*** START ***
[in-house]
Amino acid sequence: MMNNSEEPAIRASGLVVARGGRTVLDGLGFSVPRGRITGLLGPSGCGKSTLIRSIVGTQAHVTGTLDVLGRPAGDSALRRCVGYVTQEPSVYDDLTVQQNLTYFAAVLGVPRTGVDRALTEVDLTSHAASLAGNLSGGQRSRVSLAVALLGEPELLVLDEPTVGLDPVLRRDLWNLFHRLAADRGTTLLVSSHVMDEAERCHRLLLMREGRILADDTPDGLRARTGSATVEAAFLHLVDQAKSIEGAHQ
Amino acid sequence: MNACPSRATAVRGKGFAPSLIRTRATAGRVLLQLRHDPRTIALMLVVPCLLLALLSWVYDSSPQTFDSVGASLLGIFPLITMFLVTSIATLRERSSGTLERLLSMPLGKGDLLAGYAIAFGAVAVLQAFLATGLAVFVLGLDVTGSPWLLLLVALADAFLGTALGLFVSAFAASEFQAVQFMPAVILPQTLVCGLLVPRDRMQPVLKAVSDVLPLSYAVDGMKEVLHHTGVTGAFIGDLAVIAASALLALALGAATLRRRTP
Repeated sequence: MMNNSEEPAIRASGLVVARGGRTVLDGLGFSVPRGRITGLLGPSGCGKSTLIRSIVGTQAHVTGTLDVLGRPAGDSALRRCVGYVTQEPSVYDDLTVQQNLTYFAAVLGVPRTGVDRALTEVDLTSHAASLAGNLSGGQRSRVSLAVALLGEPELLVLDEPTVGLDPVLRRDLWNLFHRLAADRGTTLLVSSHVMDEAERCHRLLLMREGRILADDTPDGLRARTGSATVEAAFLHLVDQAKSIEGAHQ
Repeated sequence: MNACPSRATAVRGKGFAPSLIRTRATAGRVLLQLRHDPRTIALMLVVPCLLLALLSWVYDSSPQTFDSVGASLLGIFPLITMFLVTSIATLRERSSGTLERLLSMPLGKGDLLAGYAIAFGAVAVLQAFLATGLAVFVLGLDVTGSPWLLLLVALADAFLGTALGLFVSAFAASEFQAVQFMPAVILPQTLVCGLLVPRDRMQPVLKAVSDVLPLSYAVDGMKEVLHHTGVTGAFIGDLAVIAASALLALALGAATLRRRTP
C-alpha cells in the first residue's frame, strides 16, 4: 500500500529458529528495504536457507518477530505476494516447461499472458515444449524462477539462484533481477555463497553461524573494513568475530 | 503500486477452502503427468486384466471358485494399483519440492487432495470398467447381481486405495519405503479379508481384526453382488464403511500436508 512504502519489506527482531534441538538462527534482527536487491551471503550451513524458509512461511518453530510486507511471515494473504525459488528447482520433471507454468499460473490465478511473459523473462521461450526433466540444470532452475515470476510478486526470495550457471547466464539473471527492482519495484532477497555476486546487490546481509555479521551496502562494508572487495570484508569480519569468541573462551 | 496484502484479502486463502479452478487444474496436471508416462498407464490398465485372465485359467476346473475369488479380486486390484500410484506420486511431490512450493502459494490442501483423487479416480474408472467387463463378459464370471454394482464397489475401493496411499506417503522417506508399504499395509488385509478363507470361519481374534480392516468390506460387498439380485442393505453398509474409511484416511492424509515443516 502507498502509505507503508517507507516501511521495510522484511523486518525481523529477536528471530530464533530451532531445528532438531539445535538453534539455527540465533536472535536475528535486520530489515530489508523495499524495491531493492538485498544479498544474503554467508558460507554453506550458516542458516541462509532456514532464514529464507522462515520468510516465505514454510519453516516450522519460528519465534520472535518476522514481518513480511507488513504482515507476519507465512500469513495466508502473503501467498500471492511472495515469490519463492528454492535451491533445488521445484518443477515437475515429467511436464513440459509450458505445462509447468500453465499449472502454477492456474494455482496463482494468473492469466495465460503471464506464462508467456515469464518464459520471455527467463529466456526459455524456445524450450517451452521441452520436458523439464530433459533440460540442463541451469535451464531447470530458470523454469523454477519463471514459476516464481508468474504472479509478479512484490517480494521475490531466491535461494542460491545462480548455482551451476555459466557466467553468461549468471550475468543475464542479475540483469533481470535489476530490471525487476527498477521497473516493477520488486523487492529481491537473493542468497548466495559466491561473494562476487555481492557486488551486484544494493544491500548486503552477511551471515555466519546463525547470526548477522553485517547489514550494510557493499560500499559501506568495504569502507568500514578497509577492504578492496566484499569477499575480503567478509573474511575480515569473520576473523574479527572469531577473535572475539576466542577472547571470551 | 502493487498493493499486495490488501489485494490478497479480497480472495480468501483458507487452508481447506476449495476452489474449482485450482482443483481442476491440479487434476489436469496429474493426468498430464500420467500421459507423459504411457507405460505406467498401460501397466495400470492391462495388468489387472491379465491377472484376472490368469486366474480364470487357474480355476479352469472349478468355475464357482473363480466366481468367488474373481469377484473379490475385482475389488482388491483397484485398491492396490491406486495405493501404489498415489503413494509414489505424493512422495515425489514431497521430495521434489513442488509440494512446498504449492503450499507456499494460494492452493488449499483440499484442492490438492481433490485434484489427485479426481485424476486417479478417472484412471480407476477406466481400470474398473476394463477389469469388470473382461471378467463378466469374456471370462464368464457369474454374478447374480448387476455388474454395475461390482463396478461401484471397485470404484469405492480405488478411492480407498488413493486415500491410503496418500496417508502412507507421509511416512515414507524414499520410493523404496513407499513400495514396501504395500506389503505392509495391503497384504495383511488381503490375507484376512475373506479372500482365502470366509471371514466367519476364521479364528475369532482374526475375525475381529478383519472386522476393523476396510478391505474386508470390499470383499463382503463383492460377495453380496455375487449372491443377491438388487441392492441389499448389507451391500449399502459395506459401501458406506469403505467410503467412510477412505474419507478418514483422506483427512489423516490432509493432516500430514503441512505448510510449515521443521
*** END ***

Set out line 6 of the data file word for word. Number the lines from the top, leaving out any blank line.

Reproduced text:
C-alpha cells in the first residue's frame, strides 16, 4: 500500500529458529528495504536457507518477530505476494516447461499472458515444449524462477539462484533481477555463497553461524573494513568475530 | 503500486477452502503427468486384466471358485494399483519440492487432495470398467447381481486405495519405503479379508481384526453382488464403511500436508 512504502519489506527482531534441538538462527534482527536487491551471503550451513524458509512461511518453530510486507511471515494473504525459488528447482520433471507454468499460473490465478511473459523473462521461450526433466540444470532452475515470476510478486526470495550457471547466464539473471527492482519495484532477497555476486546487490546481509555479521551496502562494508572487495570484508569480519569468541573462551 | 496484502484479502486463502479452478487444474496436471508416462498407464490398465485372465485359467476346473475369488479380486486390484500410484506420486511431490512450493502459494490442501483423487479416480474408472467387463463378459464370471454394482464397489475401493496411499506417503522417506508399504499395509488385509478363507470361519481374534480392516468390506460387498439380485442393505453398509474409511484416511492424509515443516 502507498502509505507503508517507507516501511521495510522484511523486518525481523529477536528471530530464533530451532531445528532438531539445535538453534539455527540465533536472535536475528535486520530489515530489508523495499524495491531493492538485498544479498544474503554467508558460507554453506550458516542458516541462509532456514532464514529464507522462515520468510516465505514454510519453516516450522519460528519465534520472535518476522514481518513480511507488513504482515507476519507465512500469513495466508502473503501467498500471492511472495515469490519463492528454492535451491533445488521445484518443477515437475515429467511436464513440459509450458505445462509447468500453465499449472502454477492456474494455482496463482494468473492469466495465460503471464506464462508467456515469464518464459520471455527467463529466456526459455524456445524450450517451452521441452520436458523439464530433459533440460540442463541451469535451464531447470530458470523454469523454477519463471514459476516464481508468474504472479509478479512484490517480494521475490531466491535461494542460491545462480548455482551451476555459466557466467553468461549468471550475468543475464542479475540483469533481470535489476530490471525487476527498477521497473516493477520488486523487492529481491537473493542468497548466495559466491561473494562476487555481492557486488551486484544494493544491500548486503552477511551471515555466519546463525547470526548477522553485517547489514550494510557493499560500499559501506568495504569502507568500514578497509577492504578492496566484499569477499575480503567478509573474511575480515569473520576473523574479527572469531577473535572475539576466542577472547571470551 | 502493487498493493499486495490488501489485494490478497479480497480472495480468501483458507487452508481447506476449495476452489474449482485450482482443483481442476491440479487434476489436469496429474493426468498430464500420467500421459507423459504411457507405460505406467498401460501397466495400470492391462495388468489387472491379465491377472484376472490368469486366474480364470487357474480355476479352469472349478468355475464357482473363480466366481468367488474373481469377484473379490475385482475389488482388491483397484485398491492396490491406486495405493501404489498415489503413494509414489505424493512422495515425489514431497521430495521434489513442488509440494512446498504449492503450499507456499494460494492452493488449499483440499484442492490438492481433490485434484489427485479426481485424476486417479478417472484412471480407476477406466481400470474398473476394463477389469469388470473382461471378467463378466469374456471370462464368464457369474454374478447374480448387476455388474454395475461390482463396478461401484471397485470404484469405492480405488478411492480407498488413493486415500491410503496418500496417508502412507507421509511416512515414507524414499520410493523404496513407499513400495514396501504395500506389503505392509495391503497384504495383511488381503490375507484376512475373506479372500482365502470366509471371514466367519476364521479364528475369532482374526475375525475381529478383519472386522476393523476396510478391505474386508470390499470383499463382503463383492460377495453380496455375487449372491443377491438388487441392492441389499448389507451391500449399502459395506459401501458406506469403505467410503467412510477412505474419507478418514483422506483427512489423516490432509493432516500430514503441512505448510510449515521443521